When we talk about something “hot,” in journalistic jargon we are referring to a particularly debated and disputed issue. This is not the case with the Badwater 135, that is, one of the most extreme ultramarathons in the world: “hot,” in this case suits it perfectly, since it is run every year in mid-July (this year it will start on the 12th and end on the 14th) in one of the hottest places on the planet, namely the Death Valley.
Heat is not the only detail for which Badwater is famous-there is also a not inconsiderable elevation gain to overcome and many tricks to take. Because when it’s very hot, it’s not that you just get “hotter”-your body reacts differently.
Death Valley is located in California and, as mentioned, is one of the hottest and most inhospitable places on Earth. In fact, the peak temperature recorded in 1913 was 57°. It is not the hottest temperature ever recorded (the Lut deserts in Iran and the Sonoran desert in Mexico -where have been recorded peaks of 80.8°C – beat it) but it is certainly the hottest temperature where an ultramarathon is run.
The start is, indeed, at Badwater, 86 meters below sea level, and the finish is after 135 miles-that is, 217 kilometers-at the Whitney Portal, at the beginning of the ascent to the summit of Mount Whitney, one of the highest peaks in the U.S. at 4,421 meters.
The race originally included also an ascent to the summit and in fact was 146 miles (235 km) long, but, when authorities required special permits to run a race at altitude, it was decided to cut it to the current 135 miles.
Frenchman Jean Pierre Marquant was the first to attempt solo in 1966 the adventure that would later become the Badwater. In later years and until 1987 this challenge maintained an unofficial nature and was contested among very few ultrarunners.
It was not until that year that it became a full-fledged race, albeit with very particular rules: it’s invitation only and the organization does not provide any assistance. Each competitor must rely on his or her team for equipment, food, liquids, ice, and any medical interventions.
Initially the maximum duration was set at 60 hours; today is 48 hours.
There is no prize money but only a commemorative buckle belt. And the glory of having finished it!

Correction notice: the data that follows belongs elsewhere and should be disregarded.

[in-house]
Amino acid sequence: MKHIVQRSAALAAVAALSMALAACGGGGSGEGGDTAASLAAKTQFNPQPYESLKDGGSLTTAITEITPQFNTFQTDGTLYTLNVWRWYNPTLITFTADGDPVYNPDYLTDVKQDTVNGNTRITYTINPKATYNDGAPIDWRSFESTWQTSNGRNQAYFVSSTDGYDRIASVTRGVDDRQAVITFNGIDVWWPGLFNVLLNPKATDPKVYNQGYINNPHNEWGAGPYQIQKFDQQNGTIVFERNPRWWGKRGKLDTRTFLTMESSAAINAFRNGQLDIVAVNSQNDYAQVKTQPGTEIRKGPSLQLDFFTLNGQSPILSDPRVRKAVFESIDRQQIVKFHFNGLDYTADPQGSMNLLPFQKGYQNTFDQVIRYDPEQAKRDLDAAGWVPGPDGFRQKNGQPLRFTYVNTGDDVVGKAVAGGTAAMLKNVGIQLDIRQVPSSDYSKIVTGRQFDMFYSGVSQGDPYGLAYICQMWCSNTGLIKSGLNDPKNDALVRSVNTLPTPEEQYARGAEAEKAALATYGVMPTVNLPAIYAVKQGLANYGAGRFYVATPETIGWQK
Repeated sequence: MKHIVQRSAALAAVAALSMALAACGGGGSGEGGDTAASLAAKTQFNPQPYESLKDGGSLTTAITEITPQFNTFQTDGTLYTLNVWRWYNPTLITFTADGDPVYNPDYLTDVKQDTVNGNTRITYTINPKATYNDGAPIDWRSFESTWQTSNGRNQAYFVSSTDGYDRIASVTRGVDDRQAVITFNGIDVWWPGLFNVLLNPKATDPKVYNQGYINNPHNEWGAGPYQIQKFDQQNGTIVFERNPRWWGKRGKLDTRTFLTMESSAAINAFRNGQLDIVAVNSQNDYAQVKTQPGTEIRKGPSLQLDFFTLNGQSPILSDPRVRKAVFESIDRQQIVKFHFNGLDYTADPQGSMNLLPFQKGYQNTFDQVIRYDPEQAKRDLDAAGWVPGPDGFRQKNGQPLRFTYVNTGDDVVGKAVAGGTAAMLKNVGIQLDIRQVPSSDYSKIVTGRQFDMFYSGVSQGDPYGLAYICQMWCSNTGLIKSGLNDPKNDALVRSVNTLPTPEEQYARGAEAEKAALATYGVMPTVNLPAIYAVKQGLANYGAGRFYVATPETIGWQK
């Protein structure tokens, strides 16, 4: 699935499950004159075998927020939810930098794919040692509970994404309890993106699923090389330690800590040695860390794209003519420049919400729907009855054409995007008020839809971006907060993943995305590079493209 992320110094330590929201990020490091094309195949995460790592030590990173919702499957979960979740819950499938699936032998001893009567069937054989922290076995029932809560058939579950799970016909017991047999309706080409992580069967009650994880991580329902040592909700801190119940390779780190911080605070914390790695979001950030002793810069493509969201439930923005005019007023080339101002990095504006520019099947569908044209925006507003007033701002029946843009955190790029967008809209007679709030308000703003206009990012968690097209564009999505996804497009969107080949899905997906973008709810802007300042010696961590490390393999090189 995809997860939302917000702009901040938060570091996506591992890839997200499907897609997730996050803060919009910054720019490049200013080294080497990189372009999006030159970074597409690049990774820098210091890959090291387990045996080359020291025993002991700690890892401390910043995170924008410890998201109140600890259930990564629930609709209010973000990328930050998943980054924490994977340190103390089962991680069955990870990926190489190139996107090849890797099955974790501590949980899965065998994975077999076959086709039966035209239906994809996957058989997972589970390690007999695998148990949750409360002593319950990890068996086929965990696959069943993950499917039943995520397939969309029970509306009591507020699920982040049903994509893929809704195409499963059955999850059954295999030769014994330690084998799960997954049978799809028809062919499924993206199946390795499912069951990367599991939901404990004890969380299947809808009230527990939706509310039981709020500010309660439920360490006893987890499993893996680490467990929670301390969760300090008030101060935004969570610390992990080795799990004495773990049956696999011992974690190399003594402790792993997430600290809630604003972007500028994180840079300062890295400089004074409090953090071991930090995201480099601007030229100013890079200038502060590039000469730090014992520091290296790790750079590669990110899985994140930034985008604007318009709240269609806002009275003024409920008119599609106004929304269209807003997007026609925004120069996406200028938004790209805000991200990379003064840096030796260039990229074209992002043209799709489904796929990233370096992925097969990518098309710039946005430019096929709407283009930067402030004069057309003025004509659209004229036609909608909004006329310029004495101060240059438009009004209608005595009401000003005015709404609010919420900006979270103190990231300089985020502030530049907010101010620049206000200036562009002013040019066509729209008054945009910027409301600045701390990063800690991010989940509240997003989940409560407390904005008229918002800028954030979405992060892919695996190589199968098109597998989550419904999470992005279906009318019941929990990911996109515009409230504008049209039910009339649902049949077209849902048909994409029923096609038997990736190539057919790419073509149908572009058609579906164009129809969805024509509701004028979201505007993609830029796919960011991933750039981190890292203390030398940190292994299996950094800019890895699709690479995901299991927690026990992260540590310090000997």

It is hot
What does running in those temperatures entail? Basically, two “drawbacks”: the temperature is so high that the sweat evaporates as soon as it reaches the surface of the skin, causing very rapid dehydration, and the midsoles of the shoes – in direct contact with the asphalt, which is at higher temperatures than the air – soften to the point of even melting. Solution? Run on white stripes or bring many changes of shoes. As did Bart Yasso, who, when he ran it in 1989, had the idea of bringing 10 pairs of shoes to rotate every 10 miles: as soon as he felt they were too “soft,” he changed them for a fresh pair and put the freshly used ones to rest and cool, and then put them back on later.
There is also an Italian flag among those of the Badwater winners, and it is that of Michele Graglia who won it in 2018 in 24 hours, 51 minutes and 47 seconds.
In 1989 Adrian Crane showed up at the start with a pair of skis on his shoulder. Had he gone crazy? No, not at all: in fact, one section of the route involves crossing salt lakes, and his idea was to take advantage of the surface…by skiing on them!
The aforementioned Bart Yasso recounts that the 1989 edition was also attended by Tom Possert (who would go on to win it that year and the next), who had been disqualified the year before for having his crew help him on the final climb. Unable to explain how they could readmit him, he perfidiously concluded, “I have no idea how they could allow that, I guess they needed bodies.”
The record for the 146-mile version is held by Marshall Ulrich and is 33 hours and 54 minutes while the 135-mile record is from 2019 and is held by Yoshihiko Ishikawa (21 hours, 33 minutes and 1 second) while Patryzja Bereznowska owns the women’s record, set in 24 hours, 13 minutes and 24 seconds.
Badwater is also special in that it does not always hand the victory to a man: in fact, in 2002 and 2003 Pam Reed beat male competitors.
Will it happen again this year? There are only a few days left to find out.